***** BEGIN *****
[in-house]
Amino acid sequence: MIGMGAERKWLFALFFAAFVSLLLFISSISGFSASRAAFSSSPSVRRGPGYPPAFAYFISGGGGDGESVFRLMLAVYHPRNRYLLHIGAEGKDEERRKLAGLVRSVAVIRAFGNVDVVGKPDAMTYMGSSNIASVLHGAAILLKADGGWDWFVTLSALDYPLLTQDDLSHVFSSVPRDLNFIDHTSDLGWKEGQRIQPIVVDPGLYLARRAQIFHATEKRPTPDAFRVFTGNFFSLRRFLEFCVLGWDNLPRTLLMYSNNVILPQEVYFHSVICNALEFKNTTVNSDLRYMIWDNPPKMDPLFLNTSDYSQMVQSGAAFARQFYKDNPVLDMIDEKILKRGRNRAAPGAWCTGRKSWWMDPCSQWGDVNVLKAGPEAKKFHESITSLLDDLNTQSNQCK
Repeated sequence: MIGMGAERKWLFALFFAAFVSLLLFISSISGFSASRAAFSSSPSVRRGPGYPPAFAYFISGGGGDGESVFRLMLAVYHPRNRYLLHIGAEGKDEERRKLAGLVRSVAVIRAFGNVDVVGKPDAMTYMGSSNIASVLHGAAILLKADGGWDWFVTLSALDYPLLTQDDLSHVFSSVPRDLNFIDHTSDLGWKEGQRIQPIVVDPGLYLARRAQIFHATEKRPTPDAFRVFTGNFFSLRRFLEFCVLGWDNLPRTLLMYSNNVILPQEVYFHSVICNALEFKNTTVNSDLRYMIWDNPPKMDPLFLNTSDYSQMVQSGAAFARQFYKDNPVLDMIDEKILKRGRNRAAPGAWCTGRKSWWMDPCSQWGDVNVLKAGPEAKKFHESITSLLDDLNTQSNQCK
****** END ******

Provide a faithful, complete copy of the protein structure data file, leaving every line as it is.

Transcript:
[in-house]
Amino acid sequence: MIGMGAERKWLFALFFAAFVSLLLFISSISGFSASRAAFSSSPSVRRGPGYPPAFAYFISGGGGDGESVFRLMLAVYHPRNRYLLHIGAEGKDEERRKLAGLVRSVAVIRAFGNVDVVGKPDAMTYMGSSNIASVLHGAAILLKADGGWDWFVTLSALDYPLLTQDDLSHVFSSVPRDLNFIDHTSDLGWKEGQRIQPIVVDPGLYLARRAQIFHATEKRPTPDAFRVFTGNFFSLRRFLEFCVLGWDNLPRTLLMYSNNVILPQEVYFHSVICNALEFKNTTVNSDLRYMIWDNPPKMDPLFLNTSDYSQMVQSGAAFARQFYKDNPVLDMIDEKILKRGRNRAAPGAWCTGRKSWWMDPCSQWGDVNVLKAGPEAKKFHESITSLLDDLNTQSNQCK
Repeated sequence: MIGMGAERKWLFALFFAAFVSLLLFISSISGFSASRAAFSSSPSVRRGPGYPPAFAYFISGGGGDGESVFRLMLAVYHPRNRYLLHIGAEGKDEERRKLAGLVRSVAVIRAFGNVDVVGKPDAMTYMGSSNIASVLHGAAILLKADGGWDWFVTLSALDYPLLTQDDLSHVFSSVPRDLNFIDHTSDLGWKEGQRIQPIVVDPGLYLARRAQIFHATEKRPTPDAFRVFTGNFFSLRRFLEFCVLGWDNLPRTLLMYSNNVILPQEVYFHSVICNALEFKNTTVNSDLRYMIWDNPPKMDPLFLNTSDYSQMVQSGAAFARQFYKDNPVLDMIDEKILKRGRNRAAPGAWCTGRKSWWMDPCSQWGDVNVLKAGPEAKKFHESITSLLDDLNTQSNQCK